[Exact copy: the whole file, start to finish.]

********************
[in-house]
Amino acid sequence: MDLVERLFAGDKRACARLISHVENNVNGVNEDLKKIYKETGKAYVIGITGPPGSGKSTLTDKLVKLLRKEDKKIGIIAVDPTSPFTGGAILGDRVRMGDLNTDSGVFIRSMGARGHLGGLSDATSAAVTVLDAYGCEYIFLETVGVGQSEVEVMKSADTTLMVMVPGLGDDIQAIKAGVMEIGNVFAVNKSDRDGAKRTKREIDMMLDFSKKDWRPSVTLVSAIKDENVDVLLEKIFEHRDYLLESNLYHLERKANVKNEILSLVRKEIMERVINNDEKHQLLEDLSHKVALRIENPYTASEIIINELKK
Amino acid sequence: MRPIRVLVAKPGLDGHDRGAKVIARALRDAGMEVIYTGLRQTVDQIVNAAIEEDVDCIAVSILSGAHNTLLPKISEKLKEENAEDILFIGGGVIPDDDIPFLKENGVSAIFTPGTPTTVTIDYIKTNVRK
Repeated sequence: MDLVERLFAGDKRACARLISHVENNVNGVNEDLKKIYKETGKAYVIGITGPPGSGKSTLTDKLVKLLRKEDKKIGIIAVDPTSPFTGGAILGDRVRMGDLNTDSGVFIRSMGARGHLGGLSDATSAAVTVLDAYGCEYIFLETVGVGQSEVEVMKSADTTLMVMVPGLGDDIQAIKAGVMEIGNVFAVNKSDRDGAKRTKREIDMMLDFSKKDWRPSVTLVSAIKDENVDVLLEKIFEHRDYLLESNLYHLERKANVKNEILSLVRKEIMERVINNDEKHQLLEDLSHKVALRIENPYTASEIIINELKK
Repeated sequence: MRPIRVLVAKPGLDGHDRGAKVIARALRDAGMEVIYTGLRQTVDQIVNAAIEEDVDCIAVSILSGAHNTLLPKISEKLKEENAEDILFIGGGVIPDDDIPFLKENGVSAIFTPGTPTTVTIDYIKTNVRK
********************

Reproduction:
[in-house]
Amino acid sequence: MDLVERLFAGDKRACARLISHVENNVNGVNEDLKKIYKETGKAYVIGITGPPGSGKSTLTDKLVKLLRKEDKKIGIIAVDPTSPFTGGAILGDRVRMGDLNTDSGVFIRSMGARGHLGGLSDATSAAVTVLDAYGCEYIFLETVGVGQSEVEVMKSADTTLMVMVPGLGDDIQAIKAGVMEIGNVFAVNKSDRDGAKRTKREIDMMLDFSKKDWRPSVTLVSAIKDENVDVLLEKIFEHRDYLLESNLYHLERKANVKNEILSLVRKEIMERVINNDEKHQLLEDLSHKVALRIENPYTASEIIINELKK
Amino acid sequence: MRPIRVLVAKPGLDGHDRGAKVIARALRDAGMEVIYTGLRQTVDQIVNAAIEEDVDCIAVSILSGAHNTLLPKISEKLKEENAEDILFIGGGVIPDDDIPFLKENGVSAIFTPGTPTTVTIDYIKTNVRK
Repeated sequence: MDLVERLFAGDKRACARLISHVENNVNGVNEDLKKIYKETGKAYVIGITGPPGSGKSTLTDKLVKLLRKEDKKIGIIAVDPTSPFTGGAILGDRVRMGDLNTDSGVFIRSMGARGHLGGLSDATSAAVTVLDAYGCEYIFLETVGVGQSEVEVMKSADTTLMVMVPGLGDDIQAIKAGVMEIGNVFAVNKSDRDGAKRTKREIDMMLDFSKKDWRPSVTLVSAIKDENVDVLLEKIFEHRDYLLESNLYHLERKANVKNEILSLVRKEIMERVINNDEKHQLLEDLSHKVALRIENPYTASEIIINELKK
Repeated sequence: MRPIRVLVAKPGLDGHDRGAKVIARALRDAGMEVIYTGLRQTVDQIVNAAIEEDVDCIAVSILSGAHNTLLPKISEKLKEENAEDILFIGGGVIPDDDIPFLKENGVSAIFTPGTPTTVTIDYIKTNVRK